TIMBUKTU, Mali - One of the last things the bearded fighters did before leaving this city was to drive to the market.
The al-Qaida extremists stopped their pickup truck in front of a man selling mats woven from desert grass, priced at $1.40 apiece and bought two bales of 25 mats each.
"It's the first time someone has bought such a large amount," said the mat seller, Leitny Cisse al-Djoumat. "They didn't explain why they wanted so many."
Military officials can tell why: The fighters are stretching the mats across the tops of their cars so that drones cannot detect them from the air.
The instruction to camouflage cars is one of 22 tips on how to avoid drones listed on a document left behind by the Islamic extremists as they fled northern Mali from a French military intervention last month.
The presence of the document, first authored by a Yemeni, in Mali also shows coordination among al-Qaida chapters.
"This new document … shows we are no longer dealing with an isolated local problem, but with an enemy which is reaching across continents to share advice," said Bruce Riedel, a 30-year veteran of the CIA, now the director of the Intelligence Project at the Brookings Institution.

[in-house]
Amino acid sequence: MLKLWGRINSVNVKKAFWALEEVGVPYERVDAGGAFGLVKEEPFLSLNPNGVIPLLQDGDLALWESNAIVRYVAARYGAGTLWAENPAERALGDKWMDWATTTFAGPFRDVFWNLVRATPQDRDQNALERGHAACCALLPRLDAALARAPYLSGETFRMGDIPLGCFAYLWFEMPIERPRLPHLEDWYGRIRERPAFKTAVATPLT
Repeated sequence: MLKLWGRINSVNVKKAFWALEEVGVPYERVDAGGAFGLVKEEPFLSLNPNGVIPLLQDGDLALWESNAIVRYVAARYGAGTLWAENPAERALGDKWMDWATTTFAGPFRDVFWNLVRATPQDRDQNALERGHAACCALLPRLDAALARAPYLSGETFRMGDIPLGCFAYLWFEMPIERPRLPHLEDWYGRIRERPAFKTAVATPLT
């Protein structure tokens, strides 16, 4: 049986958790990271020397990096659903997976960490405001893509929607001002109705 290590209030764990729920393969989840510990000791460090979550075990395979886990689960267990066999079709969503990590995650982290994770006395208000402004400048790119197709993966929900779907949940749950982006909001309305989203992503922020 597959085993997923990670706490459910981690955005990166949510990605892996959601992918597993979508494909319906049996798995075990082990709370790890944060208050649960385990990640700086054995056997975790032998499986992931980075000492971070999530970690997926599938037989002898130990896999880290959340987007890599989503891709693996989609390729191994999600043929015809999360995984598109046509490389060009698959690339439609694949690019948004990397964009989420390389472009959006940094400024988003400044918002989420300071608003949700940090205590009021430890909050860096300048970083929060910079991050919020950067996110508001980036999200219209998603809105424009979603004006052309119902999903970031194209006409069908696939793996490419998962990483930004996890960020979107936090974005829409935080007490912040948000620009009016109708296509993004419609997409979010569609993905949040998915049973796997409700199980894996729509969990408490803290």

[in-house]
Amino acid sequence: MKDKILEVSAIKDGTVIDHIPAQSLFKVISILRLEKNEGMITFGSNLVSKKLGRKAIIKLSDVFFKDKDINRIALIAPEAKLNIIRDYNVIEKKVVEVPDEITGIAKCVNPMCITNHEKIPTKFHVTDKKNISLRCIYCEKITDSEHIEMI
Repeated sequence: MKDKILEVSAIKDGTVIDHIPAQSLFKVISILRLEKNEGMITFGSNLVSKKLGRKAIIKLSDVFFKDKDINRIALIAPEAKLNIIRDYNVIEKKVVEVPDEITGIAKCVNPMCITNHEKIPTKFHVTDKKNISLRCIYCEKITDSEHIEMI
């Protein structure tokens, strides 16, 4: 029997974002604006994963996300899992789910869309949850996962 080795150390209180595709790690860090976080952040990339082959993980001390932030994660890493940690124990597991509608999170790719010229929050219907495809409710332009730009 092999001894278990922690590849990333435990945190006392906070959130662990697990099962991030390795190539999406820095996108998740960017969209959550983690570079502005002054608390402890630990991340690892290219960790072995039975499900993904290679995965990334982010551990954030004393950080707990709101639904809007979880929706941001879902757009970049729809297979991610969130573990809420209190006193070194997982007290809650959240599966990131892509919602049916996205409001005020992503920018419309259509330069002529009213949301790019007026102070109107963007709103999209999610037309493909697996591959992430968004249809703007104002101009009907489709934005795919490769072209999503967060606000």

The tips in the document range from the broad (No. 7, hide from being directly or indirectly spotted, especially at night) to the specific (No 18, formation of fake gatherings, for example by using dolls and statues placed outside to mislead the enemy.) The use of the mats appears to be a West African twist on No. 3, which advises camouflaging the tops of cars and the roofs of buildings, possibly by spreading reflective glass.
"These are not dumb techniques. It shows that they are acting pretty astutely," said Col. Cedric Leighton, a 26-year-veteran of the United States Air Force who helped set up the Predator drone program, which later tracked Osama bin Laden in Afghanistan. "What it does is, it buys them a little bit more time - and in this conflict, time is key. And they will use it to move away from an area, from a bombing raid, and do it very quickly."
The success of some of the tips will depend on the circumstances and the model of drones used, Leighton said.
For example, from the air, where depth perception is difficult, an imagery sensor would interpret a mat stretched over the top of a car as one lying on the ground. New models of drones sometimes have infrared sensors that can pick up the heat signature of a car whose engine has just been shut off.
Unarmed drones are already being used by the French in Mali to collect intelligence on al-Qaida groups, and U.S. officials have said plans are underway to establish a new drone base in northwestern Africa.